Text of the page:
The perfume section of the popup beauty salon offers some ideas in its range of scents, "Eau So Pressured." Bottles with names like Fragrance du Independence and Penalty Parfum highlight the social stresses that women are faced with—which pretty much all boil down to the age-old discussion of trying to "have it all" in a society that dictates women should have (and raise) children while making few allowances for parents in the workplace. In the film, Anne Phillips, professor of political science at LSE, describes egg freezing as an "individual solution to what we ought to recognise as a social problem."
I spritz one of the perfumes called Promotion or Procreation and it smells metallic—the scent of "steely determination and hard graft," apparently.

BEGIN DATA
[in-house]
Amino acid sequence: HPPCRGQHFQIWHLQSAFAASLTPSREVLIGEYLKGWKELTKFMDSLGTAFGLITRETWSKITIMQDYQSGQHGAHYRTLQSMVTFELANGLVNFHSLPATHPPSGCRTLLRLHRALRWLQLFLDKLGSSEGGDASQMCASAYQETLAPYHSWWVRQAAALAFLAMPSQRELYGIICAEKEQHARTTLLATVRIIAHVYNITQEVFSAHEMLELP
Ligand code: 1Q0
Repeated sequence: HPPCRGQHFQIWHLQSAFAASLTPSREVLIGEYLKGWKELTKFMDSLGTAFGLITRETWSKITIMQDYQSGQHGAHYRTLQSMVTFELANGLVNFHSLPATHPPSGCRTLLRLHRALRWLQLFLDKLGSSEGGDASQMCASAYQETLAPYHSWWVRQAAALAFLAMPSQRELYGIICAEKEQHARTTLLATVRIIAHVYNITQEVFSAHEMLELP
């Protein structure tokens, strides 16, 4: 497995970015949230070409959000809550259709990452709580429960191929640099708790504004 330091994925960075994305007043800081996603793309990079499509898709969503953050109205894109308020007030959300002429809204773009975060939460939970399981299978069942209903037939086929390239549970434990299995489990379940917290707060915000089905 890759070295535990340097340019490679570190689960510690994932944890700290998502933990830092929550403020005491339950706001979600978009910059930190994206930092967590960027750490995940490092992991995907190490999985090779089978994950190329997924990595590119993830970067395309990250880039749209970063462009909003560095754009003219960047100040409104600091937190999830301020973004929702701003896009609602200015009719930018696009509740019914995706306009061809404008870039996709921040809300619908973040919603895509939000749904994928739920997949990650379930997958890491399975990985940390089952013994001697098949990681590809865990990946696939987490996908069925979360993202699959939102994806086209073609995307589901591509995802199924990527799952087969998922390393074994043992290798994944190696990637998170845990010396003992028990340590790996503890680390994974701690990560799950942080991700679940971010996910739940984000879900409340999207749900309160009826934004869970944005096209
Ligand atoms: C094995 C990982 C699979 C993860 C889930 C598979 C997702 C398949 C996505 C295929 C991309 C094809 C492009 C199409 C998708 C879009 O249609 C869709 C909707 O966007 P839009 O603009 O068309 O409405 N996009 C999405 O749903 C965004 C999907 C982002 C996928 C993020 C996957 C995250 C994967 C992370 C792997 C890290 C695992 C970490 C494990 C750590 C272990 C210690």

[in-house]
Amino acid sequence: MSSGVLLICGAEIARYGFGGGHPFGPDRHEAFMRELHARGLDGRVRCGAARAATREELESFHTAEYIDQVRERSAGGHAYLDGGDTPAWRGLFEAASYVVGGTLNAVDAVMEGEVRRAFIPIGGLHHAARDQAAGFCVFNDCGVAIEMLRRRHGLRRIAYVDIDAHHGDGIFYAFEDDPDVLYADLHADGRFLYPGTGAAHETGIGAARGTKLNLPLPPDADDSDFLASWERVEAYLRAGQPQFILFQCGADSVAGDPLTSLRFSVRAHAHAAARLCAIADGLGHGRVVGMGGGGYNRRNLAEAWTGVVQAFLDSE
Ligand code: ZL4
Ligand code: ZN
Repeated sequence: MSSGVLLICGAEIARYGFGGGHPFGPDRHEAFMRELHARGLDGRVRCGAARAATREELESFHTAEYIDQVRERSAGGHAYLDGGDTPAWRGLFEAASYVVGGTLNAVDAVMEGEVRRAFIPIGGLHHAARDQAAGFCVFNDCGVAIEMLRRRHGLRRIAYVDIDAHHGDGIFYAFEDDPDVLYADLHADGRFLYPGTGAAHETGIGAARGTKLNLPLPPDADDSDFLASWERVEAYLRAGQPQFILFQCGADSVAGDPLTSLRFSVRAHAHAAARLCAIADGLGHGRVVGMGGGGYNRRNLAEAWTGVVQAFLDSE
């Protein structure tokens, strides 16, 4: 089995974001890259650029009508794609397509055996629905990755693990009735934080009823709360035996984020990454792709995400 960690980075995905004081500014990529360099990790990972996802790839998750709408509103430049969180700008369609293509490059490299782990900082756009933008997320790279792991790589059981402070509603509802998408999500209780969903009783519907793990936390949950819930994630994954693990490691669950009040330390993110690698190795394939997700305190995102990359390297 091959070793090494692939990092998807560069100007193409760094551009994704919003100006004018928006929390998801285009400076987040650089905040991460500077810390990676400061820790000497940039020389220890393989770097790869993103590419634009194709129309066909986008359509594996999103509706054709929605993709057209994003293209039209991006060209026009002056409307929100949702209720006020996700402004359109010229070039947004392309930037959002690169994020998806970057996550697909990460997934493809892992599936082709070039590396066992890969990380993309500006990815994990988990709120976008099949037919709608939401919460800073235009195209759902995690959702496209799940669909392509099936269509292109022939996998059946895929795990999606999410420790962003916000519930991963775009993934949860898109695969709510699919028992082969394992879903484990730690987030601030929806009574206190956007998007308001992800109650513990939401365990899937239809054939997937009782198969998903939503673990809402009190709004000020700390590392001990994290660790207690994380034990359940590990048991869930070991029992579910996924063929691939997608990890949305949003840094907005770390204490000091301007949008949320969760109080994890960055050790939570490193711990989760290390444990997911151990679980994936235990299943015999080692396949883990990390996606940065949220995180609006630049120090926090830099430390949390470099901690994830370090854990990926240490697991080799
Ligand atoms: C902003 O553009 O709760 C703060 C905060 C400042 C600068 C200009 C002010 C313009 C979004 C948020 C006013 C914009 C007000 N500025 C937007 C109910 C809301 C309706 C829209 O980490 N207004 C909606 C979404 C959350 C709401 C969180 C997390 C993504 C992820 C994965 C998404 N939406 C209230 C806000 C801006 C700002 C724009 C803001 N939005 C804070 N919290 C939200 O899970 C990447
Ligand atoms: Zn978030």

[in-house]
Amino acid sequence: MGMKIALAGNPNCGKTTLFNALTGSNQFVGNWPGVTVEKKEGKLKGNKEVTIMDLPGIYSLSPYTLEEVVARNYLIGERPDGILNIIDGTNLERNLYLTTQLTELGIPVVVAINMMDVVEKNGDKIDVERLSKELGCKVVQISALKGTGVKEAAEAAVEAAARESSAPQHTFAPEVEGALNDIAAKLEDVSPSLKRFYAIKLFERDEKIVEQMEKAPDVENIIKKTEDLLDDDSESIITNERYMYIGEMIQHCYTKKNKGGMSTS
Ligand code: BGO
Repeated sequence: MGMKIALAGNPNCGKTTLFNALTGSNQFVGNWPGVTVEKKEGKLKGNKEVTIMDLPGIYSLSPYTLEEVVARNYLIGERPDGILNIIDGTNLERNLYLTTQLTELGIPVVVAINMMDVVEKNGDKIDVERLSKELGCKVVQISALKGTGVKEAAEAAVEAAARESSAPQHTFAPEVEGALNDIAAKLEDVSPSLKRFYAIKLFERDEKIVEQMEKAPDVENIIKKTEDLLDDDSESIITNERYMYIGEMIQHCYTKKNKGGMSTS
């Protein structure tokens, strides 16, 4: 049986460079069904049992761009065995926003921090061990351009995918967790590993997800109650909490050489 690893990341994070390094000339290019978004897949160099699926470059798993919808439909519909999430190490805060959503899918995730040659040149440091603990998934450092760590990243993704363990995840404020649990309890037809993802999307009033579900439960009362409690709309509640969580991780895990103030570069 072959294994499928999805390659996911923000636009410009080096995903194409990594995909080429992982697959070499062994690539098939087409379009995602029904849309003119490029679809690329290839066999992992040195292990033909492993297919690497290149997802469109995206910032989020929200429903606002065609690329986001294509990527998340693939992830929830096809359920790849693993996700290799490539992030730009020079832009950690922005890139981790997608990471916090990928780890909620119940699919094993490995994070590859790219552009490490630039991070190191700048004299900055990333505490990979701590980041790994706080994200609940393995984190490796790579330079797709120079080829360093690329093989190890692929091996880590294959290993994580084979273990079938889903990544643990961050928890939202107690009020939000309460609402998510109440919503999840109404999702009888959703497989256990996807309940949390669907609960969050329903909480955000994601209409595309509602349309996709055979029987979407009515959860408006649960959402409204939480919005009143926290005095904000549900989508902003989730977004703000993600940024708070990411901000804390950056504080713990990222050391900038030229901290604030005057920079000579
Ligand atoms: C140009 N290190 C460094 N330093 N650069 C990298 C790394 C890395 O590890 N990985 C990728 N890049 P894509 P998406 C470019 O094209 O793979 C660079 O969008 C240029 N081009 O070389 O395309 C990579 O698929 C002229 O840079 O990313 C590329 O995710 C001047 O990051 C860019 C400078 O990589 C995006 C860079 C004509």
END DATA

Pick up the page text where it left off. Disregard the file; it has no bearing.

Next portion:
Timeless is running events throughout the week to discuss these issues; Douglas and Gore are particularly keen to break what they see as a taboo around fertility and particularly to bring men as well as women into the conversation. "If you say the word fertility, people assume it's about women," said Gore.
The team behind Timeless insist that they do not want to present an opinion one way or another, but rather to educate about the facts of egg freezing. The parallels with beauty products, however, suggest a product that's promising too much for uncertain results—and the reality that some women will nevertheless be willing to pay the cost to take the chance.
XX is a column about occurrences in the world of tech, science, and the internet that have to do with women. It covers the good, the bad, and the otherwise interesting developments in the Motherboard world.